Thursday, December 12, 2013

The New Yorker: Rea Irvin Covering the Season for Us.

"New York City is the capital of the American Christmas. The Puritan settlements to the north banned the holiday as Popish and pagan; and so it was, descended from the ancient Roman solstitial Saturnalia."

Thus saith John Updike in his foreward to Christmas at the New Yorker, a compendium of thematic stories, poems, humor, and art since its 1925 founding. It is a terrific book, a veritable universe of stellar writing from Thurber, Perelman, Mencken, Nabokov, Keillor, and so on.

The Puritans didn’t get their way, and so we continued to have the annual December celebrations, for some connected to the birth of Christ, but for many, not.

The weekly covers of The New Yorker---a cultural epicenter of the capital of the American Christmas--are haikus on the spectrum of the season, from the holy to the wholly kitsch.

Some of the most appealing are from Rea Irvin, the father of Eustace Tilley himself. Born in San Francisco in 1881, he had an extraordinary range of styles and visions but is not referenced much these days.

Here is Emily Gordon on Irvin, from a 2008 article in Print: "Despite his pivotal role in defining The New Yorker in its earliest years, Irvin has not garnered the attention given to his editorial counterparts, and much of his life and work remain a mystery." Wiki tells us that he died at the ripe old age of 90, in 1972, in Frederiksted, Saint Croix, U.S. Virgin Islands.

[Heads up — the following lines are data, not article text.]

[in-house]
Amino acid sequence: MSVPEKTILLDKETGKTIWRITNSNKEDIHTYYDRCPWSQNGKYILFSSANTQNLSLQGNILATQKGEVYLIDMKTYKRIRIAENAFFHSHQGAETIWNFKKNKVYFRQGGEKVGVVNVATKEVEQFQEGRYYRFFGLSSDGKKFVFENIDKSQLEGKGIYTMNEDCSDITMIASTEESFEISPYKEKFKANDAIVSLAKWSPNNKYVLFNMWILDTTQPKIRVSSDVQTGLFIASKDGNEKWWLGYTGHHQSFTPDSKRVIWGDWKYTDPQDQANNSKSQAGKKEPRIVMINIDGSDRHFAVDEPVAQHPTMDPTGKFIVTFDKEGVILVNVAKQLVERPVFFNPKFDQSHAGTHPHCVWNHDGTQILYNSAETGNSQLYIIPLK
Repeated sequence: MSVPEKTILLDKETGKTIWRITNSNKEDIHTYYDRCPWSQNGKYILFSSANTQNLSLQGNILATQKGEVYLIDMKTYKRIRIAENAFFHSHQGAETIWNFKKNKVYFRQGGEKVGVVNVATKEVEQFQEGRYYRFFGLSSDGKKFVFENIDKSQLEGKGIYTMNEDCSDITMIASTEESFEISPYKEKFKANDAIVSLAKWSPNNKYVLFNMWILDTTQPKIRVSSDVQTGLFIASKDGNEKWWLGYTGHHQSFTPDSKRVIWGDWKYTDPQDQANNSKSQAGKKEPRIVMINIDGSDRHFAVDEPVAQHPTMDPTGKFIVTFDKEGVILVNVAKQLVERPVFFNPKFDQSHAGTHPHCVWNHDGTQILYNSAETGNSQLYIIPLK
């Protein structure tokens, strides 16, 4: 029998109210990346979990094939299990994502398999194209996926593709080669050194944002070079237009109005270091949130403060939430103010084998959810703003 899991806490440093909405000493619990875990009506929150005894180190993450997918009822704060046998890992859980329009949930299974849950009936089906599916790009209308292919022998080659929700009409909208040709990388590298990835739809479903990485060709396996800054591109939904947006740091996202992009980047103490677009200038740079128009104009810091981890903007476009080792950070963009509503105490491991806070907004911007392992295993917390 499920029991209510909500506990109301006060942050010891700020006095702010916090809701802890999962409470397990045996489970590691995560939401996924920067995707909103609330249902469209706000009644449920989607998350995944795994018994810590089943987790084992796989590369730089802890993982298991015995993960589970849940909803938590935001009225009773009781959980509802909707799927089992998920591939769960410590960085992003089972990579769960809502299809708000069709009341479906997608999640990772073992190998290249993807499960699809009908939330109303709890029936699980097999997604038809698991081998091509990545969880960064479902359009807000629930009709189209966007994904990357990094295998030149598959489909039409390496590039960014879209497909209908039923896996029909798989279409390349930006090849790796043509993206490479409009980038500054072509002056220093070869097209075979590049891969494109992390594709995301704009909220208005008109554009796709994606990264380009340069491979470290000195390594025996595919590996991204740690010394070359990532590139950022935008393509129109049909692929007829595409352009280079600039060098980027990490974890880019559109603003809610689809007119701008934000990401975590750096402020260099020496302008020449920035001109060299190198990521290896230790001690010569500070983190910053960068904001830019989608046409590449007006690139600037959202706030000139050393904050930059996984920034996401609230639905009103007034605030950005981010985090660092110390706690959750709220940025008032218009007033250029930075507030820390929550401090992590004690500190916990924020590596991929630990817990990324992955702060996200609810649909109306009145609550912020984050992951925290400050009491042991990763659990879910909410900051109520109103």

Irvin's Christmas Covers
The cover up top is one of my favorite: A chic turn on Gloria, In Excelsis Deo, hovering above what might be Palm Beach of the 1930s. Since he died on St. Croix, I like to think he got his vision for seeing that chic archangel.

Next I like the roaring twenties (1925), toy Daddy Fat Cat plying the Toy Ballerina with pearls, one of those hints of the adult world that ebbed and flowed over the years in the magazine.

Then there is a pair of strange Santa depictions. 1926 speaks to the universal need for Santa, with ethnically diverse men all sporting Santa hats and fake beards. A very global vision for its day.


1931 brings a disturbing, hulking Kris Kringle, menacing what I imagine is a "nonbeliever in Santa" while he sleeps with a garish, serpent-like toy. Some tribes believe that demons can enter the body through the ear. Let’s leave it at that.

1932 brought a trio of angels bearing tokens of Wall Street: a banker's tie, box of cigars, and basket of cash. Their upward gaze suggests they are entreating the Higher Power with these early gifts, which is a little chilling given the Crash of 1929 and Great Depression with so many people's lives ruined. 

1944 saw a somber cover for a readership still at war.